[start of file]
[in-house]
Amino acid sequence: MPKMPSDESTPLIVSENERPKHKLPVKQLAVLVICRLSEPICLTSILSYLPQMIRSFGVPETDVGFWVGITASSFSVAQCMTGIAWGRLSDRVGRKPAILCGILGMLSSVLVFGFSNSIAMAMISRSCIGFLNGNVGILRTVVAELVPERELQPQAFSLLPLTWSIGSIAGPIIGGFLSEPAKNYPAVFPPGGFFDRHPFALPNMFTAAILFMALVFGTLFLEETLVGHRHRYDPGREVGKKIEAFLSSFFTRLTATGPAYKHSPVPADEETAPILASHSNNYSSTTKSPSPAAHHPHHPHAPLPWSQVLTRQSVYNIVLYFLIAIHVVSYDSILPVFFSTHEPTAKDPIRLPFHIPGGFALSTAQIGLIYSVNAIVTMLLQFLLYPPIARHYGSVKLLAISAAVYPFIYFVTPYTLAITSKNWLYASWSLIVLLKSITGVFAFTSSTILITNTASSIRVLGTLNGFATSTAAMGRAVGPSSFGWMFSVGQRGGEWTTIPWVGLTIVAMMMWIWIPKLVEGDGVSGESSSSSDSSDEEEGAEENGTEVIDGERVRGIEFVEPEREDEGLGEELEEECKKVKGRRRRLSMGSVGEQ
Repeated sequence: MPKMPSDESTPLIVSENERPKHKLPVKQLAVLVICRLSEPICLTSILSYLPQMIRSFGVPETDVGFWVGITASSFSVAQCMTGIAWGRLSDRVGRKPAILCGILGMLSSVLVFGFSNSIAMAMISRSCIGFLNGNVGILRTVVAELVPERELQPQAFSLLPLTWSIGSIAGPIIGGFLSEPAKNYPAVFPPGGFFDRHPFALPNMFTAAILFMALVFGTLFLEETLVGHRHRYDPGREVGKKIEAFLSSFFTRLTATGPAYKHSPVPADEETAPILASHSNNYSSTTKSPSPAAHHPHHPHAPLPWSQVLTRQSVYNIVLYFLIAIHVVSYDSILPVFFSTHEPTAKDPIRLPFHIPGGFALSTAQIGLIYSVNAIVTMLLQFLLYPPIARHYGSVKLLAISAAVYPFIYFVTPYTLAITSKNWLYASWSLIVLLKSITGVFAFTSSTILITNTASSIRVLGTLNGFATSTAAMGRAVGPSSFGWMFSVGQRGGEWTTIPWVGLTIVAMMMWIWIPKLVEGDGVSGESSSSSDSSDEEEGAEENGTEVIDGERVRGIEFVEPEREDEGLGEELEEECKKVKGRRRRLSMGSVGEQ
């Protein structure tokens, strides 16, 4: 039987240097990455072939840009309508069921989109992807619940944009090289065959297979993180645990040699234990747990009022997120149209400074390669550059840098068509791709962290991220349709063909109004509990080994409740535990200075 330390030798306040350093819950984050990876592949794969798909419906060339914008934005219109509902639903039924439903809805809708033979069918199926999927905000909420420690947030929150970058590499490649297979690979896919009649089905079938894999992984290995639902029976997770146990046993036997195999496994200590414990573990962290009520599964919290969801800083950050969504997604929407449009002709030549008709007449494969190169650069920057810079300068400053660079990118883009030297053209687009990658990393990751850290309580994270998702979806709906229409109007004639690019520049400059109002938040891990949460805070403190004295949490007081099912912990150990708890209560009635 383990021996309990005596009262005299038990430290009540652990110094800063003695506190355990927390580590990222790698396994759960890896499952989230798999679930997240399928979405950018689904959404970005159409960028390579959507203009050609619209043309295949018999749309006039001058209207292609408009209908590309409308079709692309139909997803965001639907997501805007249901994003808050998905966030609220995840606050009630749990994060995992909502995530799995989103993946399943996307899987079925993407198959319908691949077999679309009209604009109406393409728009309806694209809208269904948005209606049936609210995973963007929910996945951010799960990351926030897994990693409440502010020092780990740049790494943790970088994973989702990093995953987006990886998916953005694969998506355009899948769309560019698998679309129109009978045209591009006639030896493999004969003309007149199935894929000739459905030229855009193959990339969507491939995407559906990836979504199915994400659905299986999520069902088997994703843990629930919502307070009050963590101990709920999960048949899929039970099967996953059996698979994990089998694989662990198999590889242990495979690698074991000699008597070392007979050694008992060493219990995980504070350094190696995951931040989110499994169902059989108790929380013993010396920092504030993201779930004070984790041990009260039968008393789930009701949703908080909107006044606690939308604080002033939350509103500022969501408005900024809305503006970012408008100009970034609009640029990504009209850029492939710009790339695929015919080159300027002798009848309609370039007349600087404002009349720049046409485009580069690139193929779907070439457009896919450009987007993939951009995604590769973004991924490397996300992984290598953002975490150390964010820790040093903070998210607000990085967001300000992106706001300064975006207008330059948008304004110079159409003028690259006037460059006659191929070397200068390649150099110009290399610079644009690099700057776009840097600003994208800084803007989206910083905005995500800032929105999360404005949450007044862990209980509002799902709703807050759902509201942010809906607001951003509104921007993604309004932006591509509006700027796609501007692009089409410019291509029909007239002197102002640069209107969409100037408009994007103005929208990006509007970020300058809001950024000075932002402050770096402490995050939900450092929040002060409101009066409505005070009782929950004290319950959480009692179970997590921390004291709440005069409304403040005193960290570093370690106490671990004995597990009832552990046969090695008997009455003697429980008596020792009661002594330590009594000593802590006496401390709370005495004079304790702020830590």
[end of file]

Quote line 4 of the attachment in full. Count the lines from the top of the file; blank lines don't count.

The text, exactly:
């Protein structure tokens, strides 16, 4: 039987240097990455072939840009309508069921989109992807619940944009090289065959297979993180645990040699234990747990009022997120149209400074390669550059840098068509791709962290991220349709063909109004509990080994409740535990200075 330390030798306040350093819950984050990876592949794969798909419906060339914008934005219109509902639903039924439903809805809708033979069918199926999927905000909420420690947030929150970058590499490649297979690979896919009649089905079938894999992984290995639902029976997770146990046993036997195999496994200590414990573990962290009520599964919290969801800083950050969504997604929407449009002709030549008709007449494969190169650069920057810079300068400053660079990118883009030297053209687009990658990393990751850290309580994270998702979806709906229409109007004639690019520049400059109002938040891990949460805070403190004295949490007081099912912990150990708890209560009635 383990021996309990005596009262005299038990430290009540652990110094800063003695506190355990927390580590990222790698396994759960890896499952989230798999679930997240399928979405950018689904959404970005159409960028390579959507203009050609619209043309295949018999749309006039001058209207292609408009209908590309409308079709692309139909997803965001639907997501805007249901994003808050998905966030609220995840606050009630749990994060995992909502995530799995989103993946399943996307899987079925993407198959319908691949077999679309009209604009109406393409728009309806694209809208269904948005209606049936609210995973963007929910996945951010799960990351926030897994990693409440502010020092780990740049790494943790970088994973989702990093995953987006990886998916953005694969998506355009899948769309560019698998679309129109009978045209591009006639030896493999004969003309007149199935894929000739459905030229855009193959990339969507491939995407559906990836979504199915994400659905299986999520069902088997994703843990629930919502307070009050963590101990709920999960048949899929039970099967996953059996698979994990089998694989662990198999590889242990495979690698074991000699008597070392007979050694008992060493219990995980504070350094190696995951931040989110499994169902059989108790929380013993010396920092504030993201779930004070984790041990009260039968008393789930009701949703908080909107006044606690939308604080002033939350509103500022969501408005900024809305503006970012408008100009970034609009640029990504009209850029492939710009790339695929015919080159300027002798009848309609370039007349600087404002009349720049046409485009580069690139193929779907070439457009896919450009987007993939951009995604590769973004991924490397996300992984290598953002975490150390964010820790040093903070998210607000990085967001300000992106706001300064975006207008330059948008304004110079159409003028690259006037460059006659191929070397200068390649150099110009290399610079644009690099700057776009840097600003994208800084803007989206910083905005995500800032929105999360404005949450007044862990209980509002799902709703807050759902509201942010809906607001951003509104921007993604309004932006591509509006700027796609501007692009089409410019291509029909007239002197102002640069209107969409100037408009994007103005929208990006509007970020300058809001950024000075932002402050770096402490995050939900450092929040002060409101009066409505005070009782929950004290319950959480009692179970997590921390004291709440005069409304403040005193960290570093370690106490671990004995597990009832552990046969090695008997009455003697429980008596020792009661002594330590009594000593802590006496401390709370005495004079304790702020830590």